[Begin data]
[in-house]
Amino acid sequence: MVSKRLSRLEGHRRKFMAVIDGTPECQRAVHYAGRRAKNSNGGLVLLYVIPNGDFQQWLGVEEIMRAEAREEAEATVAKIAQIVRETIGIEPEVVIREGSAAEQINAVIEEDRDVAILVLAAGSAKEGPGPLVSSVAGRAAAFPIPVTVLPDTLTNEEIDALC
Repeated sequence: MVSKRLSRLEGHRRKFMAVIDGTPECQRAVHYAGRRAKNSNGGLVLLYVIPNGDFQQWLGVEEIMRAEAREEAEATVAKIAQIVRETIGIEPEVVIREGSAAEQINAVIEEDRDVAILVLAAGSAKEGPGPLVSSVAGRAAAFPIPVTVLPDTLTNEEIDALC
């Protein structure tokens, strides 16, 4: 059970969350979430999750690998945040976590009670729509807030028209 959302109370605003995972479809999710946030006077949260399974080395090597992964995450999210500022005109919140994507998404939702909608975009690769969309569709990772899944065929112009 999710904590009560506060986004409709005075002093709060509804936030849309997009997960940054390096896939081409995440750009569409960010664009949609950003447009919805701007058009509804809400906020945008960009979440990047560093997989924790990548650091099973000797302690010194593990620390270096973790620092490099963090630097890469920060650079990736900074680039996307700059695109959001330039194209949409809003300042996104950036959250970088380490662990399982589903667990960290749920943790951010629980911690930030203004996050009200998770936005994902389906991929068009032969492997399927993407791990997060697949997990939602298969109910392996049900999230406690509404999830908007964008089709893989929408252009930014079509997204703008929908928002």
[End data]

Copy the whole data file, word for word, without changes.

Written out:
[in-house]
Amino acid sequence: MVSKRLSRLEGHRRKFMAVIDGTPECQRAVHYAGRRAKNSNGGLVLLYVIPNGDFQQWLGVEEIMRAEAREEAEATVAKIAQIVRETIGIEPEVVIREGSAAEQINAVIEEDRDVAILVLAAGSAKEGPGPLVSSVAGRAAAFPIPVTVLPDTLTNEEIDALC
Repeated sequence: MVSKRLSRLEGHRRKFMAVIDGTPECQRAVHYAGRRAKNSNGGLVLLYVIPNGDFQQWLGVEEIMRAEAREEAEATVAKIAQIVRETIGIEPEVVIREGSAAEQINAVIEEDRDVAILVLAAGSAKEGPGPLVSSVAGRAAAFPIPVTVLPDTLTNEEIDALC
């Protein structure tokens, strides 16, 4: 059970969350979430999750690998945040976590009670729509807030028209 959302109370605003995972479809999710946030006077949260399974080395090597992964995450999210500022005109919140994507998404939702909608975009690769969309569709990772899944065929112009 999710904590009560506060986004409709005075002093709060509804936030849309997009997960940054390096896939081409995440750009569409960010664009949609950003447009919805701007058009509804809400906020945008960009979440990047560093997989924790990548650091099973000797302690010194593990620390270096973790620092490099963090630097890469920060650079990736900074680039996307700059695109959001330039194209949409809003300042996104950036959250970088380490662990399982589903667990960290749920943790951010629980911690930030203004996050009200998770936005994902389906991929068009032969492997399927993407791990997060697949997990939602298969109910392996049900999230406690509404999830908007964008089709893989929408252009930014079509997204703008929908928002």